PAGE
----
The bleak reality behind these numbers has recently been depicted by J. D. Vance in his book Hillbilly Elegy. For the white Americans Vance grew up with in Middletown, Ohio, the abyss of repeated layoffs, substance abuse, and hopelessness has no bottom. Somehow Vance got out, got to Ohio State, and then Yale Law.
But for the vast majority of Vance’s classmates, college was a pipe dream, and a steady job was dependent on the will of some faceless suit in a New York office. That faceless suit may or may not decide to move the factory from Middletown to Monterrey when he meets with the board for craft cocktails. He might even push for Indonesia or Central America. Any of those countries could win out, but — American wages being as high as they are and competition being as stiff as it is — Middletown doesn’t stand a ghost of a chance.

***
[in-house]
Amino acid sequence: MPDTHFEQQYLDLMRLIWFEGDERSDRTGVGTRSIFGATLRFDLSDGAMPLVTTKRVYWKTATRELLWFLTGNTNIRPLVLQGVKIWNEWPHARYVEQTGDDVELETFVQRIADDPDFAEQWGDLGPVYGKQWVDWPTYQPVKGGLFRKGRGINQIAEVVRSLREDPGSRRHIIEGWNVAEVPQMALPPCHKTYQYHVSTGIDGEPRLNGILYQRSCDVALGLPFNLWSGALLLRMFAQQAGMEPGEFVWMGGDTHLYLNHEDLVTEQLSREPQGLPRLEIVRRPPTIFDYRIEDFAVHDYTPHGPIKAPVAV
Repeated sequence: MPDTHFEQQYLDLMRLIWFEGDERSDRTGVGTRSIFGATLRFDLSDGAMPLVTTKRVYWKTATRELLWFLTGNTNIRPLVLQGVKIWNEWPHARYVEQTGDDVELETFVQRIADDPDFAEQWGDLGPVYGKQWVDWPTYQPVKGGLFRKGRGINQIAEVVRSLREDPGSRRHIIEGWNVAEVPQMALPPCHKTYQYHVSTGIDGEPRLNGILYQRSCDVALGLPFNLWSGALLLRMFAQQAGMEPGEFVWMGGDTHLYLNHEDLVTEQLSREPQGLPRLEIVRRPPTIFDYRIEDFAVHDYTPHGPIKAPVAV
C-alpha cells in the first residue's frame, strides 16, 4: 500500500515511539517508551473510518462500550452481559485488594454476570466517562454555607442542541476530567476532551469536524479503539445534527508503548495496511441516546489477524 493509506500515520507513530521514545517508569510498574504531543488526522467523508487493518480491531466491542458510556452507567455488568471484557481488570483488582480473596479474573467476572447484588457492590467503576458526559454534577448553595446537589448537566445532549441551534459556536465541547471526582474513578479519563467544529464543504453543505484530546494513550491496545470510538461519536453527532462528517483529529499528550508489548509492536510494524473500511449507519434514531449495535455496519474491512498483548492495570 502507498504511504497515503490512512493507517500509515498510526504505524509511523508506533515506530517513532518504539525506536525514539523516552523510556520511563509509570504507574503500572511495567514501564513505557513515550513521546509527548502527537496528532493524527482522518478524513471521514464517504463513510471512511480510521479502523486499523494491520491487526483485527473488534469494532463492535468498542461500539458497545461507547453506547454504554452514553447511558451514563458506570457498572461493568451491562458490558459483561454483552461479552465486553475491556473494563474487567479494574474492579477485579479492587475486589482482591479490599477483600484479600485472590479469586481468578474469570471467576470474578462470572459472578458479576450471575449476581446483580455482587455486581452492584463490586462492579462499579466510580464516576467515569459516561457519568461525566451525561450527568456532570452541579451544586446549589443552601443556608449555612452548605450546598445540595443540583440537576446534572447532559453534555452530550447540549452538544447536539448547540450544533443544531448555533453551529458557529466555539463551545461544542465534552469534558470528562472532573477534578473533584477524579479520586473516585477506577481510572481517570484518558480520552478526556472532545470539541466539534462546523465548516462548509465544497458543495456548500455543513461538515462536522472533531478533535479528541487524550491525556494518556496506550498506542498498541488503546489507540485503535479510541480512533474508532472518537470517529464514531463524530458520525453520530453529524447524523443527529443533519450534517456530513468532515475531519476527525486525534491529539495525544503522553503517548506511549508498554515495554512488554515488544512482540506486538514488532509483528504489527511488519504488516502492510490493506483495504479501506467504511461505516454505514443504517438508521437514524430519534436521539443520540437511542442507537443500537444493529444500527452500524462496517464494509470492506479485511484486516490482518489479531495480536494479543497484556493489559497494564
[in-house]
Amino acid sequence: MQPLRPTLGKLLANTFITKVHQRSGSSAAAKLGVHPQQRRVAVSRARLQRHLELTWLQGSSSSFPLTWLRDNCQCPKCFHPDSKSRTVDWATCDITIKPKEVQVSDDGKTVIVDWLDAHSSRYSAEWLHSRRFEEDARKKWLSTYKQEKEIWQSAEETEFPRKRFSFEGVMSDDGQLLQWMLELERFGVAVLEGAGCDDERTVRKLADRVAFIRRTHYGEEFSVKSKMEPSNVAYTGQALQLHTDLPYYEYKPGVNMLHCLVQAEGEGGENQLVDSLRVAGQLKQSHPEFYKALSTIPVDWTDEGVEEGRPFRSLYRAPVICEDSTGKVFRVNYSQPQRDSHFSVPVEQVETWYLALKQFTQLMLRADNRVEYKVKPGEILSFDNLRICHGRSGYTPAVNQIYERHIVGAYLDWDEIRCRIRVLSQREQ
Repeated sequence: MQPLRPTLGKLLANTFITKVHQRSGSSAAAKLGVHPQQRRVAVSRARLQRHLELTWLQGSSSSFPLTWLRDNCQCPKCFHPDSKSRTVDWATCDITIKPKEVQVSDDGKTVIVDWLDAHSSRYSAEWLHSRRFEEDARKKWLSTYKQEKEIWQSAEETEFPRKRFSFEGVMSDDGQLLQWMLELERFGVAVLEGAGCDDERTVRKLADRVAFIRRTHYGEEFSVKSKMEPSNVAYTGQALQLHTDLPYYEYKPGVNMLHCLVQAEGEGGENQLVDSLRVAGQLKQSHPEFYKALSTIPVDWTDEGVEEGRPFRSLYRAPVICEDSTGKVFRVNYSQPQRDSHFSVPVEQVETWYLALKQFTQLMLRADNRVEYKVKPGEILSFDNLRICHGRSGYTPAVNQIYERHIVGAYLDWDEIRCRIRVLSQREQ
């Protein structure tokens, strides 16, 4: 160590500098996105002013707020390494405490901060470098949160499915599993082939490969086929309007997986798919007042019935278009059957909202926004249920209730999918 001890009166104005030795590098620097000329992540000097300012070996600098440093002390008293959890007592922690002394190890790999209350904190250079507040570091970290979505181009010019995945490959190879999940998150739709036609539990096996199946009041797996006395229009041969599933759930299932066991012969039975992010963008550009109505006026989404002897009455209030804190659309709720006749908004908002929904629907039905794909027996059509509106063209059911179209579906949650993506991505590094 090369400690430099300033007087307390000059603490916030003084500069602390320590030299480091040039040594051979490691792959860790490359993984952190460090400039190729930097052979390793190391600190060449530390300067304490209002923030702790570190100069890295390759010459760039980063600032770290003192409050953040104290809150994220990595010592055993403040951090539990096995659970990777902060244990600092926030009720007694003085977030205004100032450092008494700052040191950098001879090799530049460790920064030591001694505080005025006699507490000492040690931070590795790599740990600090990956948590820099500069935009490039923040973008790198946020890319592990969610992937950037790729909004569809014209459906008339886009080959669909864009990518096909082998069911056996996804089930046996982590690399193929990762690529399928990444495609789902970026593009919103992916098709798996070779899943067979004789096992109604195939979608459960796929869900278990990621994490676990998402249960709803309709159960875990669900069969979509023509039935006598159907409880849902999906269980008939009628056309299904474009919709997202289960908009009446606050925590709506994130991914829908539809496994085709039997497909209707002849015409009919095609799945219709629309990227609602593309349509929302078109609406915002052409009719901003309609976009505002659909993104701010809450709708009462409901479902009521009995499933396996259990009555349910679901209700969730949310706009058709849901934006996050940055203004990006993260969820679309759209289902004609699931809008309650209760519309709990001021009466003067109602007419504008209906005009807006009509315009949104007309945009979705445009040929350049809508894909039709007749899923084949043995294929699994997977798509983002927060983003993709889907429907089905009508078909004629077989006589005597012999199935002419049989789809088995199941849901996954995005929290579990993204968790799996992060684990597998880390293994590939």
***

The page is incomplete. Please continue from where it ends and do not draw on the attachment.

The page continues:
Like the Texan hunters on the border, it’s one American putting another out of a job, not someone from another country.
In 1994 NAFTA took down many of the barriers to moving industry to Mexico and Canada, and a decade latter CAFTA razed them for those wishing to move production to Central America. Factories and other types of jobs left the Rust Belt for Mexico and Central America. This is one of the primary causes behind many of the empty shops and miles of urban blight Vance describes, and it’s why the Trump campaign promise to “renegotiate NAFTA” was so well received.
But no-nonsense Midwesterners and romantic leftists aren’t the only enemies of NAFTA. The Mexican and central American poor are as well. In the area surrounding San Jose del Golfo, more than 45,000 Guatemalans have peacefully protested for more than two years to stop the opening of a mine in the area. The reason? Almost everyone in the region depends on agriculture, and, if the mine contaminated the water supply, the entire region would be in serious trouble.